The HLED was co-chaired by Executive Vice-President and Commissioner for Trade, Valdis Dombrovskis, and Commissioner for Financial Stability, Financial Services and the Capital Markets Union, Mairead McGuinness, with Japanese Minister of Foreign Affairs, Yoshimasa Hayashi, and Japanese Minister for Economy, Trade and Industry, Yasutoshi Nishimura.
This second meeting of the HLED confirmed EU-Japanese strategic alignment on key economic and geopolitical challenges. On the agenda were current trade challenges, the follow-up to the 12th WTO Ministerial Conference, and sustainable finance. On support for the rules-based order, the EU invited Japan to join the multi-party interim appeal arbitration arrangement (known as the ‘MPIA’), a stopgap arrangement open to all WTO Members until a lasting reform of WTO dispute settlement has been agreed multilaterally.
Another topic of discussion was the trade-related focus of Japan’s 2023 G7 Presidency, on which the two sides agreed to maintain close cooperation in the areas of securing a global level-playing field and economic security. The Ministers welcomed the launch of negotiations on including rules on data flows in the EU-Japan Economic Partnership Agreement. The first round of negotiations took place in Brussels on 24 October and the next round will take place in Tokyo in December.
The HLED discussed new economic policies and ambitions on both sides. The Ministers exchanged views on their respective flagship initiatives to foster domestic investment, notably Japan’s 'New form of Capitalism' and the EU’s recovery policy 'NextGenerationEU'. The Ministers discussed the EU-Japan Connectivity Partnership and increasing synergies between the EU Global Gateway strategy and Japan’s infrastructure and energy projects in third countries.
The two sides also discussed the latest state of play of sustainable finance, mainly concerning transition finance, taxonomy and disclosures. The EU and Japan expressed their firm commitment to achieving carbon neutrality by 2050 and honouring their commitments under the Paris Agreement. The Ministers agreed on the utmost importance of mobilising private investment and ensuring a strong international collaborative effort globally. The Ministers welcomed and discussed the excellent cooperation between the EU and Japan on sustainable finance, including at the G20 and in the framework of the International Platform on Sustainable Finance. The meeting also allowed the EU to raise concerns about delayed market access for EU agri-food exporters due to Japanese lengthy and burdensome sanitary and phytosanitary approval procedures.
Executive Vice-President and Commissioner for Trade, Valdis Dombrovskis, said: “In these turbulent times, the EU and Japan are more aligned than ever when it comes to the fundamental challenges we face. Our Strategic Partnership allows us to cooperate closely in a wide range of areas, from foreign and security policy, to climate change, to trade and economic policy. We aim to build on our Economic Partnership Agreement - full and effective implementation should remain a key political priority. Japan’s 2023 G7 Presidency comes at a crucial time, and the EU stands ready to work closely with our Japanese partners in the year ahead. We are particularly grateful to Japan for being a staunch and consistent ally in putting pressure on Russia for its illegal and brutal aggression against Ukraine.”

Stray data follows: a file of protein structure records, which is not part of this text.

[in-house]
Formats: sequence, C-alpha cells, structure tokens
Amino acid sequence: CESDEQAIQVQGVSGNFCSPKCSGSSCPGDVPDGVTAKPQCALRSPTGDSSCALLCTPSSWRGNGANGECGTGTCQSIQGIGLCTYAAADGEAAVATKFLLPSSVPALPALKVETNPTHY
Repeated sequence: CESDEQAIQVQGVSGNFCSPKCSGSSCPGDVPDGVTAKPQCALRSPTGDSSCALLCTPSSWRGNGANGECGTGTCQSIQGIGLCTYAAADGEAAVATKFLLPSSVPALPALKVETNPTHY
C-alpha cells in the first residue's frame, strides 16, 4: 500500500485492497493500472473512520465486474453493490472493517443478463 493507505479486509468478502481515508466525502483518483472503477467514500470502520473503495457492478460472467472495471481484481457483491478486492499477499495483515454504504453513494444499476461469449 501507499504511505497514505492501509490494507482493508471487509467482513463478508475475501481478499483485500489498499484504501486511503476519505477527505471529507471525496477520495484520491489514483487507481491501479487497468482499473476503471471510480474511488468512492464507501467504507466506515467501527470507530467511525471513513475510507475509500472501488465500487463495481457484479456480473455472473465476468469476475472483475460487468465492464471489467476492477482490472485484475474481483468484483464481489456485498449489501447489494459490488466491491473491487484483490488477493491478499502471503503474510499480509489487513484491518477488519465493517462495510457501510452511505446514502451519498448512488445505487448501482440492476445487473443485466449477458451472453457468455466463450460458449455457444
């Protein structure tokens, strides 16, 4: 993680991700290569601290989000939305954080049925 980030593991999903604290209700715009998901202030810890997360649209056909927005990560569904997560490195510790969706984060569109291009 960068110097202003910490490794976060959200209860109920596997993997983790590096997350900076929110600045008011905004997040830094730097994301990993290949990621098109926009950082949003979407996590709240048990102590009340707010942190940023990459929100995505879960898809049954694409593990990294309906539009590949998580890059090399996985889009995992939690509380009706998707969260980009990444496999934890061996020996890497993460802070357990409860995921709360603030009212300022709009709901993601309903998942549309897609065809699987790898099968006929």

“I also welcome the launch of negotiations on data flows with Japan. Modern and effective rules in this growing area of the economy are essential. They will help to ensure that EU and Japanese companies engaged in cross-border operations, and their consumers, reap the full benefits of our bilateral trade relations. We are confident that our discussions will be swift, allowing us to achieve substantial progress ahead of our next Summit.”
The Commissioner for Financial Services, Financial Stability and the Capital Markets Union, Mairead McGuinness, said: “Today, as the world faces challenges on several fronts, the green transition has never been more important. Our ambition is to be climate neutral and within a relatively short timeframe. This can only be achieved with a coordinated international effort. Today’s Economic Dialogue is a good example of cooperation across borders, and we celebrate the excellent, close and fruitful relation between the EU and Japan. The EU will further develop the EU sustainable finance and the EU transition finance frameworks based on the EU Taxonomy, disclosure tools and international partnerships. Japan and the EU are actively leading in the area of sustainable finance, striving towards a shared objective and facing common challenges. It is important to have an open approach and to work with the international community sharing our experience and learning from others.”
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The EU-Japan Economic Partnership Agreement entered into force three years ago. Over this period, it has proven to be the bedrock of the EU-Japan economic relationship and in 2021, trade in goods between the two partners recovered to pre-pandemic levels, reaching 125 billion euros, confirming strong and resilient trade ties between the EU and Japan.
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